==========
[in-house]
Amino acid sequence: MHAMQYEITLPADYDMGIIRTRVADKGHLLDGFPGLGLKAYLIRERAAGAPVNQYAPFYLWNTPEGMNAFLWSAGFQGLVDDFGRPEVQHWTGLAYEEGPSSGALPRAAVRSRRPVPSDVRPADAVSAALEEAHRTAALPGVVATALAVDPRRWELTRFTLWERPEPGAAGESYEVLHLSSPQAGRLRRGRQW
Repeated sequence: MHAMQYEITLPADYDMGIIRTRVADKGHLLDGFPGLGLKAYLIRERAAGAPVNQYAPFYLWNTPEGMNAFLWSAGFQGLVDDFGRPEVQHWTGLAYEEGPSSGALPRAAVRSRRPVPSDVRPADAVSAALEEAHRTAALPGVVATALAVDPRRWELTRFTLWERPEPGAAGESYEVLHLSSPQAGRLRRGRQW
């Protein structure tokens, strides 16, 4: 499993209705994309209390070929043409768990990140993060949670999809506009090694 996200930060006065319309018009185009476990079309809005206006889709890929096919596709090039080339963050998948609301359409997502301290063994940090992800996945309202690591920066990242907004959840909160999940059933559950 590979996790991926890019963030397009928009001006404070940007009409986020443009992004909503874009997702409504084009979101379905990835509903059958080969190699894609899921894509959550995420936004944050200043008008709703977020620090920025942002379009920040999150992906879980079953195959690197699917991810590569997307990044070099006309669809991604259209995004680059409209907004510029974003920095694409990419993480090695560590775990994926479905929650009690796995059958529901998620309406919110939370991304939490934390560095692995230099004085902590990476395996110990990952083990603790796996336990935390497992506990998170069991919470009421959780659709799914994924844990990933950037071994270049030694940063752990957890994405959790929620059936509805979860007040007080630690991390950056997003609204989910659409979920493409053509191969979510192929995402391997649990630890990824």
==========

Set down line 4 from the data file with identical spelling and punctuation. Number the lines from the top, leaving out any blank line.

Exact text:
């Protein structure tokens, strides 16, 4: 499993209705994309209390070929043409768990990140993060949670999809506009090694 996200930060006065319309018009185009476990079309809005206006889709890929096919596709090039080339963050998948609301359409997502301290063994940090992800996945309202690591920066990242907004959840909160999940059933559950 590979996790991926890019963030397009928009001006404070940007009409986020443009992004909503874009997702409504084009979101379905990835509903059958080969190699894609899921894509959550995420936004944050200043008008709703977020620090920025942002379009920040999150992906879980079953195959690197699917991810590569997307990044070099006309669809991604259209995004680059409209907004510029974003920095694409990419993480090695560590775990994926479905929650009690796995059958529901998620309406919110939370991304939490934390560095692995230099004085902590990476395996110990990952083990603790796996336990935390497992506990998170069991919470009421959780659709799914994924844990990933950037071994270049030694940063752990957890994405959790929620059936509805979860007040007080630690991390950056997003609204989910659409979920493409053509191969979510192929995402391997649990630890990824």